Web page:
Education is what you're left with after you have forgotten what you have learned.


                      • #12
                        Some difference in the LDR references with the B version. This is the only one I could find that shows the matrix;



                        • #13
                          Thanks Gentlemen! Iīll check the voltages when back from work. The last time I pull out the chassis about a week ago, I spray a little bit of contact cleaner in the Mode switch but doesnīt improve the faulty Lead channel.
                          Last edited by Harrysong; 11-05-2013, 06:00 PM.


                          • #14
                            When looking at the switching matrix it helps to work on it if you think of it just having high or low logic states. High would be close to 12v, low would be close to ground - 0v.

                            If you look at part 2 of the matrix schematic you can see that the LEDs associated with each optocoupler are connected to three 'rails'. Each one gets switched low to turn on the group of LEDs attached to it, but the others need to be high.

                            The transistors attached to the end of each rail are used with the foot switch, as are the two ICs.

                            A simple check can be made to see if things are healthy with the switching. You first need to make sure that R122 is good and that it has its 12v supply. Now, off the back of the Mode Select switch at each position check the connection voltages with respect to ground and post back these voltages. The amp can be in standby for this, but turn the FX loop off. The conditions need to be;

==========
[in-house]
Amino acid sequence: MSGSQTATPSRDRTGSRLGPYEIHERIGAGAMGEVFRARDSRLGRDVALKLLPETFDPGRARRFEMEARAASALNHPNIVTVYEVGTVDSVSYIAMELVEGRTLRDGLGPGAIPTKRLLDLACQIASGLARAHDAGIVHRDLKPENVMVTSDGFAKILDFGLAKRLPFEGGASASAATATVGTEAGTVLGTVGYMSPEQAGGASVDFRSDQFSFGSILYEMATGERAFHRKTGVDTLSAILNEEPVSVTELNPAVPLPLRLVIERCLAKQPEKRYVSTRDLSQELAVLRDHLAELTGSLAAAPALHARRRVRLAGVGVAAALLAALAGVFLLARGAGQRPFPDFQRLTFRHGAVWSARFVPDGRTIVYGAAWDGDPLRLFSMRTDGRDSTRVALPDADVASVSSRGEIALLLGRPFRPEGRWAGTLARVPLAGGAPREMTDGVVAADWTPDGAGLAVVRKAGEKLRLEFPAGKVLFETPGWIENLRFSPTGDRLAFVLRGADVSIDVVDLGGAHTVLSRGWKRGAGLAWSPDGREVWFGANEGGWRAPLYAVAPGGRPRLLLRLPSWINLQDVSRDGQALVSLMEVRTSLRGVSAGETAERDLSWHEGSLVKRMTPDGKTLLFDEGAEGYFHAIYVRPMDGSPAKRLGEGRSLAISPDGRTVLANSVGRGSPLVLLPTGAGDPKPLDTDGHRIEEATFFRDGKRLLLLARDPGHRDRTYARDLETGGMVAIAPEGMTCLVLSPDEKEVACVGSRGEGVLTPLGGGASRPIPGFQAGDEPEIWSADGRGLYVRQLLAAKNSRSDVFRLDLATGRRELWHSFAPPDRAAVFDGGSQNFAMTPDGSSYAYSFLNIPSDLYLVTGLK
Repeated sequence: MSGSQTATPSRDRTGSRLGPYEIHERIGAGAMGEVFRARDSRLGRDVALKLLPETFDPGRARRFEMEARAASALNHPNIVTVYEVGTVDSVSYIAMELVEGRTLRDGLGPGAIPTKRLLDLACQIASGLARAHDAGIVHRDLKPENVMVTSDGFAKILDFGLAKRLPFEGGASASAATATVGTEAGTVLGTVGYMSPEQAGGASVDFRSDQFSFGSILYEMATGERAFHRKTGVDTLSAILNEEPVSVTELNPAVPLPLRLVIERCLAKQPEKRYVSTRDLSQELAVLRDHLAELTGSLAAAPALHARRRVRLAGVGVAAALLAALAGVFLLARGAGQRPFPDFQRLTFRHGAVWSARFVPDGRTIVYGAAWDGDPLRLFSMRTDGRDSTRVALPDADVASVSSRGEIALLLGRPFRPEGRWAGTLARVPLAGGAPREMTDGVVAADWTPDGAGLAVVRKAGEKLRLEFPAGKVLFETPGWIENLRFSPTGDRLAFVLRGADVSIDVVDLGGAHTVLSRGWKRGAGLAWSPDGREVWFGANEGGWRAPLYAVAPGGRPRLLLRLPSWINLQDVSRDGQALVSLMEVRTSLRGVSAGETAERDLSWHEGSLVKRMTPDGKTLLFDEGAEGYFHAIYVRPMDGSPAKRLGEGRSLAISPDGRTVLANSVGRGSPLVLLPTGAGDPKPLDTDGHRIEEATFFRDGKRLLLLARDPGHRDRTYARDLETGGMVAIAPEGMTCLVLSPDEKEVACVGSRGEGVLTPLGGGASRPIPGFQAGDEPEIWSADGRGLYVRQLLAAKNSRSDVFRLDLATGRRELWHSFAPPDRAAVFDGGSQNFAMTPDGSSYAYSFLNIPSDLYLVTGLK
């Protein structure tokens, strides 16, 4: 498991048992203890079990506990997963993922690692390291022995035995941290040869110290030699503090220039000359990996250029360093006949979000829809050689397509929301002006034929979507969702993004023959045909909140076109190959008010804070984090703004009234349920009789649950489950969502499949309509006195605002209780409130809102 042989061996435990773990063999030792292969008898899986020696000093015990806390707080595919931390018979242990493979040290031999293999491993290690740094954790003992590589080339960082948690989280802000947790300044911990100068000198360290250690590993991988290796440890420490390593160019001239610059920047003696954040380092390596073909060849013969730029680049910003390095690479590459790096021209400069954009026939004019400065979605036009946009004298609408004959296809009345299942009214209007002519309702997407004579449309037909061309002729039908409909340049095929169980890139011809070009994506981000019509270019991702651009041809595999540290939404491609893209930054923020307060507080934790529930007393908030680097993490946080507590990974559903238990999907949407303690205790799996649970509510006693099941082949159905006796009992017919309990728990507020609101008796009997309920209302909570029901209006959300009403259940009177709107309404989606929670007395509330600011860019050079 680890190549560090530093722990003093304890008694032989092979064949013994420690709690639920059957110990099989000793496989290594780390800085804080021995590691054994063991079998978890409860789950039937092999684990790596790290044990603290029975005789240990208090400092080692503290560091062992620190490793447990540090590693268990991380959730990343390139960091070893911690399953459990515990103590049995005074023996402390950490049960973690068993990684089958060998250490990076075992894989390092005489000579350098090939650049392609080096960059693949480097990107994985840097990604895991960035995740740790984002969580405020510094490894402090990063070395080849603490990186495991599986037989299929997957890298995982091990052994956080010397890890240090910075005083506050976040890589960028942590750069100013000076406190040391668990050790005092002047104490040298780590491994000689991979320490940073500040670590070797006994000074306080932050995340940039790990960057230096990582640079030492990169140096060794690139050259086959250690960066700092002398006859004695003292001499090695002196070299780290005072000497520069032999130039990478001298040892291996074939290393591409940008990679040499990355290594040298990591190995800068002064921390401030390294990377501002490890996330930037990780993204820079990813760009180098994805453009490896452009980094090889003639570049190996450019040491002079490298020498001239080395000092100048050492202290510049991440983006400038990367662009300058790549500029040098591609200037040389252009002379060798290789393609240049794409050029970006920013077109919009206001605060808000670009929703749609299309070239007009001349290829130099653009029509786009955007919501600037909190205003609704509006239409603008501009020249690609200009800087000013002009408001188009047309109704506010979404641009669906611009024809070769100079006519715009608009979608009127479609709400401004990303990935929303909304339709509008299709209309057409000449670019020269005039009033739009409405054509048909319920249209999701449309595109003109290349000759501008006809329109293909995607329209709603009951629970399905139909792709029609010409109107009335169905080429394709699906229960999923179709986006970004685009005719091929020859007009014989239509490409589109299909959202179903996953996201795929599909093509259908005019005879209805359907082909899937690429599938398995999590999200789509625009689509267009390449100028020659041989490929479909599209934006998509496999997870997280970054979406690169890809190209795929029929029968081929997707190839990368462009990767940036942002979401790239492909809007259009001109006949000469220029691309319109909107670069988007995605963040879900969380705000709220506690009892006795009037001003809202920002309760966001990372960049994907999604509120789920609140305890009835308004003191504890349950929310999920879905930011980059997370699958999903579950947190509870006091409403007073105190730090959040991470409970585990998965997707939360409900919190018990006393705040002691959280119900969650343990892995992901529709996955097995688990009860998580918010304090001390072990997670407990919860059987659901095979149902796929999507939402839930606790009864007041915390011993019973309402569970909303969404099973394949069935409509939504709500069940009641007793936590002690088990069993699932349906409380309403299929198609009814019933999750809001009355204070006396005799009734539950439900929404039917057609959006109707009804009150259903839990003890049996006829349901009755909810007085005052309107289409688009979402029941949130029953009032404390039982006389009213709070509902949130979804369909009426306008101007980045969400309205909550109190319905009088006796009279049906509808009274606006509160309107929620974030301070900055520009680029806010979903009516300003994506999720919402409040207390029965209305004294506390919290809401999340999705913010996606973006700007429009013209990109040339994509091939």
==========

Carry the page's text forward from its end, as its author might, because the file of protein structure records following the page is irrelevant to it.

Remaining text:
Position R1 - connection R1 low, R2 high, LD high
                            Position R2 - connection R1 high, R2 low, LD high
                            Position LD - connection R1 high, R2 high, LD, low


                            • #15
                              Well I finally measure some items.

                              Position R1 - connection R1: 2.06V, R2: 10.22V, LD: 8.13V

                              Position R2 - connection R1: 10.19V, R2: 2.10V, LD: 8.12V

                              Position LD - connection R1: 10.38V, R2: 10.38V, LD: 1.78V

                              Also 5 V to ICīs are ok.
                              I really didnīt find a place to measure the 12 V.